The dream of faster-than-light travel has been on the mind of humanity for generations. Until recently, though, it was restricted to the realm of pure science fiction. Theoretical mechanisms for warp drives have been posited by science, some of which actually jive quite nicely with what we know of physics. Of course, that doesn’t mean they’re actually going to work
NASA researchers recently revisited the Alcubierre warp drive
and concluded that its power requirements were not as impossible as once thought. However, a new analysis from the University of Sydney claims that using a warp drive of this design comes with a drawback. Specifically, it could cause cataclysmic explosions at your destination.
To see how the Alcubierre drive could devastate an entire star system, you have to know a little about how it would work. The ship would consist of a central pod, and a large flattened ring around it (pictured below). The ring would have to be made of an as-yet unidentified kind of dense exotic matter capable of bending space-time.
Supply the craft with enough energy, and the very fabric of the universe can be warped. NASA now believes this would require orders of magnitude less energy than Alcubierre originally thought. When activated, space behind an Alcubierre drive expands while contracting in front. The ship itself hums along in a stable pocket, or bubble in space. It turns out the bubble is the problem.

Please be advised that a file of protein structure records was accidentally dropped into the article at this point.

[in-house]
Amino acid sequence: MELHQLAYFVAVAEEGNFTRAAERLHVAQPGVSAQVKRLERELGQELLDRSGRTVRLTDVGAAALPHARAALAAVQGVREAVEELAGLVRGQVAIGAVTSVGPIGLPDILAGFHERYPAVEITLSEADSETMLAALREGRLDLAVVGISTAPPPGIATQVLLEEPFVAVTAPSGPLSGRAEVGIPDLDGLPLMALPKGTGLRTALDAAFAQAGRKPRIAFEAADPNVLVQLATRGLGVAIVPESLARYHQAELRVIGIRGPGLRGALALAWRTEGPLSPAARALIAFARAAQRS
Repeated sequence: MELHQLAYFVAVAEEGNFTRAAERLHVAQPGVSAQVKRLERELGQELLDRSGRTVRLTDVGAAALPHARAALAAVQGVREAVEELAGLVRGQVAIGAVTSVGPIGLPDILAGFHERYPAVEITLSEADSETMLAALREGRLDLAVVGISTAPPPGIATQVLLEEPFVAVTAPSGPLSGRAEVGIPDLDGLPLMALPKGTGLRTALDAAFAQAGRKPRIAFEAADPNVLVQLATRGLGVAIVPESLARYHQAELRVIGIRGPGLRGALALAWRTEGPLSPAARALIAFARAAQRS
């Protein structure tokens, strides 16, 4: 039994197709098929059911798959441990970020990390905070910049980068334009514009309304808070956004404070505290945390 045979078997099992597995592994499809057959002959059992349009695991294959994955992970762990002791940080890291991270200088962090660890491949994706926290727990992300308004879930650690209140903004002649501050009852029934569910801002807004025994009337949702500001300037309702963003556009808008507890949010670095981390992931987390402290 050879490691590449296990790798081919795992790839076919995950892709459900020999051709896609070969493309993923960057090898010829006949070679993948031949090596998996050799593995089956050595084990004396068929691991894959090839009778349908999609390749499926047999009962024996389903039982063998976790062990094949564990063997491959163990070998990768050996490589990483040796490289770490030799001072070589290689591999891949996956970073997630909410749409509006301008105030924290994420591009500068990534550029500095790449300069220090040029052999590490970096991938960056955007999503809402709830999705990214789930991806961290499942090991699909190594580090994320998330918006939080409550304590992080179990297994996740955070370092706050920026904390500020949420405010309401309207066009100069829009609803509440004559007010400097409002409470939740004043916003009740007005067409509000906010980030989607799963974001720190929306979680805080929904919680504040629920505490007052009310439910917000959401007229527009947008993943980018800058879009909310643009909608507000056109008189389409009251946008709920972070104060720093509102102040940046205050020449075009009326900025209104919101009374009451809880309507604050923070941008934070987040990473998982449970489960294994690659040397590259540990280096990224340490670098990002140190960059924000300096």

As your faster-than-light ship sails through the cosmos, it’s not alone. Although we often think of space as empty, there are loads of high-energy particles shooting through the void. The University of Sydney research
[PDF] indicates that these particles are liable to get swept up in the craft’s warp field and remain trapped in the stable bubble.
The longer the journey lasts, the more of these dangerous particles build up. This doesn’t affect the ability of the warp drive to keep bending the laws of the universe — it’s the stopping that’s going to ruin your day.
The instant the Alcubierre drive is disengaged, the space-time gradient that allows it to effectively move faster than light goes away. All the energetic particles trapped during the journey have to go somewhere, and the researchers believe they would be blasted outward in a cone directly in front of the ship. Anyone or anything waiting for you at the other end of your trip would be destroyed.
Because of a funny little quirk of relativity, there is no upper limit to the amount of energy a Alcubierre drive could pick up. A long trip could vaporize entire planets upon your arrival. The researchers are beginning a new round of number crunching to see how bad the problem is. It’s possible the deadly particle beam could be projected in all directions, making Alcubierre drives unworkable. That spiffy warp ship might make a better weapon than method of transportation.
The Alcubierre drive is, of course, still highly speculative. NASA scientists are working with small-scale models in an effort to produce localized distortions in space, but this new Aussie research could give NASA something to think about. Even with future advances in technology, this method of space flight might prove to be impossible. At least then we wouldn’t have to worry about annihilating everyplace we try to explore.